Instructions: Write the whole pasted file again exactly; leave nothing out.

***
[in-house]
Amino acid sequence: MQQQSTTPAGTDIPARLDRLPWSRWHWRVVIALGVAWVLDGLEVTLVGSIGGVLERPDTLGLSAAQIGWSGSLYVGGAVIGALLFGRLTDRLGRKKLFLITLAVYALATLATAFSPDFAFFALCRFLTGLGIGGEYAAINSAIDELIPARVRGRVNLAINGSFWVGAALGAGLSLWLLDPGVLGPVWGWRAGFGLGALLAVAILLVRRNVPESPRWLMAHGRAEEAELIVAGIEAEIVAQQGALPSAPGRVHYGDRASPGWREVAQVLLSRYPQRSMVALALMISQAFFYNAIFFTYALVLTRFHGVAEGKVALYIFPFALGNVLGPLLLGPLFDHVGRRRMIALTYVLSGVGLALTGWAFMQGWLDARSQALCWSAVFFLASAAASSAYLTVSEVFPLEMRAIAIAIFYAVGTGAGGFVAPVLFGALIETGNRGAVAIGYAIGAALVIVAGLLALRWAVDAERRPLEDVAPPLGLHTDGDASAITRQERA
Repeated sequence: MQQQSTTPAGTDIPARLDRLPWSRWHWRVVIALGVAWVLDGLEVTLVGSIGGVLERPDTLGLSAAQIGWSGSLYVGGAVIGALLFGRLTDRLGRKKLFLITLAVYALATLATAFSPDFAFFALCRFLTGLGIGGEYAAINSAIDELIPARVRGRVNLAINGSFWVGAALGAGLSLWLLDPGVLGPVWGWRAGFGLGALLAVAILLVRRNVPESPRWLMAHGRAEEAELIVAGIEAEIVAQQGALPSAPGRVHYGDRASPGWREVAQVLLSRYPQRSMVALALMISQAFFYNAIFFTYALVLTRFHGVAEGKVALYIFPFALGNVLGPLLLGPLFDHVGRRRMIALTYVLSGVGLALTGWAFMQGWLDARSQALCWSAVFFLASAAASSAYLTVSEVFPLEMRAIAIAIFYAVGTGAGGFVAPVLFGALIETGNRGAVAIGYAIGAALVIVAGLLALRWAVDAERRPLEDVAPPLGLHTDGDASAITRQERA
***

[in-house]
Amino acid sequence: MQQQSTTPAGTDIPARLDRLPWSRWHWRVVIALGVAWVLDGLEVTLVGSIGGVLERPDTLGLSAAQIGWSGSLYVGGAVIGALLFGRLTDRLGRKKLFLITLAVYALATLATAFSPDFAFFALCRFLTGLGIGGEYAAINSAIDELIPARVRGRVNLAINGSFWVGAALGAGLSLWLLDPGVLGPVWGWRAGFGLGALLAVAILLVRRNVPESPRWLMAHGRAEEAELIVAGIEAEIVAQQGALPSAPGRVHYGDRASPGWREVAQVLLSRYPQRSMVALALMISQAFFYNAIFFTYALVLTRFHGVAEGKVALYIFPFALGNVLGPLLLGPLFDHVGRRRMIALTYVLSGVGLALTGWAFMQGWLDARSQALCWSAVFFLASAAASSAYLTVSEVFPLEMRAIAIAIFYAVGTGAGGFVAPVLFGALIETGNRGAVAIGYAIGAALVIVAGLLALRWAVDAERRPLEDVAPPLGLHTDGDASAITRQERA
Repeated sequence: MQQQSTTPAGTDIPARLDRLPWSRWHWRVVIALGVAWVLDGLEVTLVGSIGGVLERPDTLGLSAAQIGWSGSLYVGGAVIGALLFGRLTDRLGRKKLFLITLAVYALATLATAFSPDFAFFALCRFLTGLGIGGEYAAINSAIDELIPARVRGRVNLAINGSFWVGAALGAGLSLWLLDPGVLGPVWGWRAGFGLGALLAVAILLVRRNVPESPRWLMAHGRAEEAELIVAGIEAEIVAQQGALPSAPGRVHYGDRASPGWREVAQVLLSRYPQRSMVALALMISQAFFYNAIFFTYALVLTRFHGVAEGKVALYIFPFALGNVLGPLLLGPLFDHVGRRRMIALTYVLSGVGLALTGWAFMQGWLDARSQALCWSAVFFLASAAASSAYLTVSEVFPLEMRAIAIAIFYAVGTGAGGFVAPVLFGALIETGNRGAVAIGYAIGAALVIVAGLLALRWAVDAERRPLEDVAPPLGLHTDGDASAITRQERA